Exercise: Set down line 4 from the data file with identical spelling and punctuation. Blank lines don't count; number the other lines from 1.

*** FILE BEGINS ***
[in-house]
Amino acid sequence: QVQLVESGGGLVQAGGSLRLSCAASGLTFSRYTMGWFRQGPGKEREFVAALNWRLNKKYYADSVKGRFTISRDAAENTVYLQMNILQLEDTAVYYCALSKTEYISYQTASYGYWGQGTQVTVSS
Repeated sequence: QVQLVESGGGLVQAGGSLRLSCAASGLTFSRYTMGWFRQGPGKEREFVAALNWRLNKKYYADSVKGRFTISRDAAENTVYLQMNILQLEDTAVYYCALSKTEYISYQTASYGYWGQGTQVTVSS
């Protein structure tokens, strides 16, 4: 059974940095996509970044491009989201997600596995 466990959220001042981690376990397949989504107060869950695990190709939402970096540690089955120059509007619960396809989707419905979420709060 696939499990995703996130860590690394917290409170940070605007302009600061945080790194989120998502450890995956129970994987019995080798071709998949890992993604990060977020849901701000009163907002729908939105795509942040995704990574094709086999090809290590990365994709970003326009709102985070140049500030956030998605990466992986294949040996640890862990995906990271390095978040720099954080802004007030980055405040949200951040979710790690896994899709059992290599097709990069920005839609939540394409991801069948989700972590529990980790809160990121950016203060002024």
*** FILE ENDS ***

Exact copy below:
């Protein structure tokens, strides 16, 4: 059974940095996509970044491009989201997600596995 466990959220001042981690376990397949989504107060869950695990190709939402970096540690089955120059509007619960396809989707419905979420709060 696939499990995703996130860590690394917290409170940070605007302009600061945080790194989120998502450890995956129970994987019995080798071709998949890992993604990060977020849901701000009163907002729908939105795509942040995704990574094709086999090809290590990365994709970003326009709102985070140049500030956030998605990466992986294949040996640890862990995906990271390095978040720099954080802004007030980055405040949200951040979710790690896994899709059992290599097709990069920005839609939540394409991801069948989700972590529990980790809160990121950016203060002024």